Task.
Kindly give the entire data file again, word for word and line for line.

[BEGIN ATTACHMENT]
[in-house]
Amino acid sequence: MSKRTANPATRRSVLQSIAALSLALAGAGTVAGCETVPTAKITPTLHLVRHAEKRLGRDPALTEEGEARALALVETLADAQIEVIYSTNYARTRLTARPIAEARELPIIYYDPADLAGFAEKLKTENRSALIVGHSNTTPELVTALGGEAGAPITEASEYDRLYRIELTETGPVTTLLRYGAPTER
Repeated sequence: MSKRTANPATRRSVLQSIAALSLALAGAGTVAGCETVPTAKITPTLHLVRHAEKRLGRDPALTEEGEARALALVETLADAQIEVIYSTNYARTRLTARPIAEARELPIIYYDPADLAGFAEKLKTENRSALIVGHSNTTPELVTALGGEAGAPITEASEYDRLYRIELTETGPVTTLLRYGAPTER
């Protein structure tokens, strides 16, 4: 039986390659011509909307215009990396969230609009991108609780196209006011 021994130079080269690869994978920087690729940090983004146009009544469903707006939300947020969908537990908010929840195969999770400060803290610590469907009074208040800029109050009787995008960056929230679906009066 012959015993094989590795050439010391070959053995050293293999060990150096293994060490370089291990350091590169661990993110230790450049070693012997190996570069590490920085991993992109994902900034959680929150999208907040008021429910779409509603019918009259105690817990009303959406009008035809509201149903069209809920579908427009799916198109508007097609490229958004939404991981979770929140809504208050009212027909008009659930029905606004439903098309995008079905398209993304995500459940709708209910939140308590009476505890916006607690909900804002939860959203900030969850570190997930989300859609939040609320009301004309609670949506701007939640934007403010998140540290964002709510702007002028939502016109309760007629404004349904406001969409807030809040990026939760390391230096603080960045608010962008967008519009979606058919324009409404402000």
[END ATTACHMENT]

[in-house]
Amino acid sequence: MSKRTANPATRRSVLQSIAALSLALAGAGTVAGCETVPTAKITPTLHLVRHAEKRLGRDPALTEEGEARALALVETLADAQIEVIYSTNYARTRLTARPIAEARELPIIYYDPADLAGFAEKLKTENRSALIVGHSNTTPELVTALGGEAGAPITEASEYDRLYRIELTETGPVTTLLRYGAPTER
Repeated sequence: MSKRTANPATRRSVLQSIAALSLALAGAGTVAGCETVPTAKITPTLHLVRHAEKRLGRDPALTEEGEARALALVETLADAQIEVIYSTNYARTRLTARPIAEARELPIIYYDPADLAGFAEKLKTENRSALIVGHSNTTPELVTALGGEAGAPITEASEYDRLYRIELTETGPVTTLLRYGAPTER
């Protein structure tokens, strides 16, 4: 039986390659011509909307215009990396969230609009991108609780196209006011 021994130079080269690869994978920087690729940090983004146009009544469903707006939300947020969908537990908010929840195969999770400060803290610590469907009074208040800029109050009787995008960056929230679906009066 012959015993094989590795050439010391070959053995050293293999060990150096293994060490370089291990350091590169661990993110230790450049070693012997190996570069590490920085991993992109994902900034959680929150999208907040008021429910779409509603019918009259105690817990009303959406009008035809509201149903069209809920579908427009799916198109508007097609490229958004939404991981979770929140809504208050009212027909008009659930029905606004439903098309995008079905398209993304995500459940709708209910939140308590009476505890916006607690909900804002939860959203900030969850570190997930989300859609939040609320009301004309609670949506701007939640934007403010998140540290964002709510702007002028939502016109309760007629404004349904406001969409807030809040990026939760390391230096603080960045608010962008967008519009979606058919324009409404402000």